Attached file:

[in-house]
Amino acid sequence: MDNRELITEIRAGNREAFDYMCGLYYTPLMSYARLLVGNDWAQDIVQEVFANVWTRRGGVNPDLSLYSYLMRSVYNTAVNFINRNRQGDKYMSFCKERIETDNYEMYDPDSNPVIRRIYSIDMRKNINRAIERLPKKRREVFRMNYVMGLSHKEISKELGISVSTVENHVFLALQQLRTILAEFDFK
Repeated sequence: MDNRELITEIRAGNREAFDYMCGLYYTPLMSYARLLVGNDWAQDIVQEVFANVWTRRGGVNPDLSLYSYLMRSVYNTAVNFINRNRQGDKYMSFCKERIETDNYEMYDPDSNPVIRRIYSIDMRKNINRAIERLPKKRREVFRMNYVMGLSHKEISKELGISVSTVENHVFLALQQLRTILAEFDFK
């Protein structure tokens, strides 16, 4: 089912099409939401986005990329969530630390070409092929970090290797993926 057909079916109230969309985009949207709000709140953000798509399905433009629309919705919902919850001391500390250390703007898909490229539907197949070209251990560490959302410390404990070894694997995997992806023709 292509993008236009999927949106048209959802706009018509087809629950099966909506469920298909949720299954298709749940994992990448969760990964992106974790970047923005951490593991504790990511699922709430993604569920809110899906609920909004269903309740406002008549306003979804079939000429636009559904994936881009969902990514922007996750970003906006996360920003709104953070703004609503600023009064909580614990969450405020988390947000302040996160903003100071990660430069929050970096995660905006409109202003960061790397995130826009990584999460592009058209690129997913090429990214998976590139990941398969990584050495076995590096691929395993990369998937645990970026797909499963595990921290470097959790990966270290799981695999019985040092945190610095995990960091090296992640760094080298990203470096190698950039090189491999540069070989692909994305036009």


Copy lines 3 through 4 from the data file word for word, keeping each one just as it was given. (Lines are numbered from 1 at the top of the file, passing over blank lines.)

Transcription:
Repeated sequence: MDNRELITEIRAGNREAFDYMCGLYYTPLMSYARLLVGNDWAQDIVQEVFANVWTRRGGVNPDLSLYSYLMRSVYNTAVNFINRNRQGDKYMSFCKERIETDNYEMYDPDSNPVIRRIYSIDMRKNINRAIERLPKKRREVFRMNYVMGLSHKEISKELGISVSTVENHVFLALQQLRTILAEFDFK
């Protein structure tokens, strides 16, 4: 089912099409939401986005990329969530630390070409092929970090290797993926 057909079916109230969309985009949207709000709140953000798509399905433009629309919705919902919850001391500390250390703007898909490229539907197949070209251990560490959302410390404990070894694997995997992806023709 292509993008236009999927949106048209959802706009018509087809629950099966909506469920298909949720299954298709749940994992990448969760990964992106974790970047923005951490593991504790990511699922709430993604569920809110899906609920909004269903309740406002008549306003979804079939000429636009559904994936881009969902990514922007996750970003906006996360920003709104953070703004609503600023009064909580614990969450405020988390947000302040996160903003100071990660430069929050970096995660905006409109202003960061790397995130826009990584999460592009058209690129997913090429990214998976590139990941398969990584050495076995590096691929395993990369998937645990970026797909499963595990921290470097959790990966270290799981695999019985040092945190610095995990960091090296992640760094080298990203470096190698950039090189491999540069070989692909994305036009």